Following that I read a paper by (I believe) Nigel Hastings which had a very sad and poignant plea to his educator colleagues to drop their preconceptions and ideology, for a moment, to just look at the research fairly and with open-minds and see who really benefited from evidence based approaches to classroom management and organisation. The answer is that EVERYONE benefits but those that benefit most are the lower achieving pupils.

JIM CURRAN
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Re: Sitting in rows is best

Post by JIM CURRAN » Mon Apr 01, 2013 7:54 pm

Thanks Kiki for an interesting and relevant piece of research.

"To summarise, we have a body of classroom based studies which consistently shows that the normal primary classroom practice of sitting children in groups to undertake individual tasks makes work difficult for most of them and especially difficult for the most distractable. It also shows that alternative arrangements result in substantial improvements in children's engagement with their work. With individual tasks occupying a significant proportion of classroom time, and being always likely to, this evidence would seem to more than warrant a serious review of the almost uniform practice of seating children in groups irrespective of the activity. The research base is robust and relevant to an issue which concerns every primary teacher and headteacher. It calls for all schools and teachers to consider ways in which they can secure a better degree of match between classroom seating arrangements and the features of different types of classroom task . Yet this has not happened. Why?"

http://www.leeds.ac.uk/educol/documents/00001532.htm

elsiep
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Re: Sitting in rows is best

Post by elsiep » Thu Apr 04, 2013 3:26 am

Hesitate to point this out but 'time on task' isn't the same as 'concentration' or 'difficulty'. It's this conflation of variables that makes me despair over educational research.

If time on task improves children's learning, then fine, put seats in rows. But spending more time doing something simply means a child is spending more time doing something, not that they are concentrating better or finding a task less difficult.

elsie

yvonne meyer
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Re: Sitting in rows is best

Post by yvonne meyer » Thu Apr 04, 2013 10:36 pm

'Time on task' has an accepted definition in Education, examples:-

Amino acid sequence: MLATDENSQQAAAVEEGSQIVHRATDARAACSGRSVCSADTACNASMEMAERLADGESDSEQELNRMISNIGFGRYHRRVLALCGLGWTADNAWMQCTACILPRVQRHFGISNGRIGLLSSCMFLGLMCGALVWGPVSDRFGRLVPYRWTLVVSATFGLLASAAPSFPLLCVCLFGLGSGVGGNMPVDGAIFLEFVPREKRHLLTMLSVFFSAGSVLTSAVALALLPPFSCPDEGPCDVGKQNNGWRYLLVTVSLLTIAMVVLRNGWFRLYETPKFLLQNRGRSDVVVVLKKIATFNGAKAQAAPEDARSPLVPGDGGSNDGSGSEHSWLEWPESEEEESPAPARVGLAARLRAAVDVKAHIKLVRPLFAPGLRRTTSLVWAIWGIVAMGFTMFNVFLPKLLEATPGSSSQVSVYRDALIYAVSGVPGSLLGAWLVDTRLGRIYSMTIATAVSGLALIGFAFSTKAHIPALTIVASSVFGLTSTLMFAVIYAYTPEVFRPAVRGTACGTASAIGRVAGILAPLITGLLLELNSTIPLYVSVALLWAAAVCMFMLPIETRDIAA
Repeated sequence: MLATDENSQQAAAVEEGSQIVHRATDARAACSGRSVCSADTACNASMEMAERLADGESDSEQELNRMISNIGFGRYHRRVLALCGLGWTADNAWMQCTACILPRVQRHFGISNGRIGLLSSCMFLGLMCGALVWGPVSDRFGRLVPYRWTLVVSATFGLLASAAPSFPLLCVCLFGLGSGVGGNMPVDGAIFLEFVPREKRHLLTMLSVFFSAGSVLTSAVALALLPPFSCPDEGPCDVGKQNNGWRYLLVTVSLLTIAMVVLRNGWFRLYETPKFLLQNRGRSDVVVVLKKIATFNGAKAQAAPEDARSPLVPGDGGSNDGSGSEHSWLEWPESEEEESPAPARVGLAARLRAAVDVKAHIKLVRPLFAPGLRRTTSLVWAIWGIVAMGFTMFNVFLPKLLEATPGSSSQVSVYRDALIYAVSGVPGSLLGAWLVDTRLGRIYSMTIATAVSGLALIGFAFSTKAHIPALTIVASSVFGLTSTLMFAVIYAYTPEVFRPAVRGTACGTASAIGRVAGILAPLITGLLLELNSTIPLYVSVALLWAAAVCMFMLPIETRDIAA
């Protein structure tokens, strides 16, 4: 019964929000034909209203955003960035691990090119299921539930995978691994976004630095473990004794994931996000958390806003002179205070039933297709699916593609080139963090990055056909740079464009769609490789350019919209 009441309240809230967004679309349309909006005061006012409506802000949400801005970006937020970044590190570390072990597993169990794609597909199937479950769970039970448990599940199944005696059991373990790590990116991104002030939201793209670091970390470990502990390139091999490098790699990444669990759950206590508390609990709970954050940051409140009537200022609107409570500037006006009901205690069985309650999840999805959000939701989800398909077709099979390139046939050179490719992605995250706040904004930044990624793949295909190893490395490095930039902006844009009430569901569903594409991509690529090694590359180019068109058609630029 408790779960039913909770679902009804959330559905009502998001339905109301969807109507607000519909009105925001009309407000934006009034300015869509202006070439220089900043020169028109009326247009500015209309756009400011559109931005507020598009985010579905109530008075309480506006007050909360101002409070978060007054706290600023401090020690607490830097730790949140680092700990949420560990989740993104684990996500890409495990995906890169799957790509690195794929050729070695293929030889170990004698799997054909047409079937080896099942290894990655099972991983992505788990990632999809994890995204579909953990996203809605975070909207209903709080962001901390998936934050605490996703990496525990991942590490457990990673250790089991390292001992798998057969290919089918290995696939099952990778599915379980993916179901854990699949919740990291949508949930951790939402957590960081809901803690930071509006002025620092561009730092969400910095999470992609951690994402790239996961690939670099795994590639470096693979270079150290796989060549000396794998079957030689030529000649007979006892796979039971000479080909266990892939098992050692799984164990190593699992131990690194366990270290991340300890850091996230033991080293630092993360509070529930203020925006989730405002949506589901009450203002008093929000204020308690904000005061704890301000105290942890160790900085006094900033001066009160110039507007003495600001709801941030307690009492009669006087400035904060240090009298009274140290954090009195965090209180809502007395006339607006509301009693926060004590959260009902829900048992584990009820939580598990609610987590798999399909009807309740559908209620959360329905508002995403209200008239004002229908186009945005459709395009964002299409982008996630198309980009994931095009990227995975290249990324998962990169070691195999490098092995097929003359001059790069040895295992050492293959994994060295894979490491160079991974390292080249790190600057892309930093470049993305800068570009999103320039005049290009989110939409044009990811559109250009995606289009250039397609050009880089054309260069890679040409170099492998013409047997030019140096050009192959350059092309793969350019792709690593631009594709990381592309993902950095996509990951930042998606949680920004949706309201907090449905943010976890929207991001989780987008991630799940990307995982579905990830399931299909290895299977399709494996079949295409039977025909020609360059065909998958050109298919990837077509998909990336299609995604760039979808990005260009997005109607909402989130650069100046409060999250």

"Time-on-task, usually defined as engaged time on particular learning tasks. Engagement in particular kinds of tasks is what is wanted (not just general engagement)." (Berliner, 1990)."
“Time” is therefore not “elapsed time” but the time during which the person is oriented to the learning task and actively engaged in learning. In common parlance, it is the time during which he is ‘paying attention’ and ‘trying to learn.’ (Carroll)
This seems perfectly clear to me and not something to despair over.

elsiep
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Re: Sitting in rows is best

Post by elsiep » Fri Apr 05, 2013 8:58 am

Yvonne I'm well aware what time on task means. But it doesn't mean the pupil is actually learning anything. Nor is the length of time spent on task directly related to how much is learned (the learning curve is an inverted U-shape, with learning tending to decrease after a while). Nor does it mean the student is actually concentrating on the task. Also, for children with learning difficulties, more time on task doesn't mean the task is any less difficult.

These are all different variables, can operate independently and should be measured separately, not lumped together as if they were self-evidently the same.

elsie

Kiki
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Re: Sitting in rows is best

Post by Kiki » Fri Apr 05, 2013 11:11 am

Personally, I think it IS self-evident that an on-task learning environment with fewer distractions gives each child (but especially those on an ADD/ADHD spectrum) a much greater opportunity to learn. And I speak as someone with ADD who knows she could not have functioned in many of the modern classrooms I have spent time in.

How much actual learning goes on will be down to the individual skill of the teacher and the extent to which they have planned and differentiated tasks. What I believe is also evident is that the effect of increased on-task time (or the opportunity to learn) will never have a negative effect on learning, neither is it likely to be zero.

Neither does increased on-task-time mean that more time will be spent on the same task, it means the task that might have taken 15 mins before most children had settled sufficiently to achieve something could be reach it's optimum finishing point in 9 or 10 mins (or even less) allowing more time for extended tasks, more time for the teacher to give attention to weaker pupils or time to move onto something else entirely. Again the skill of the teacher.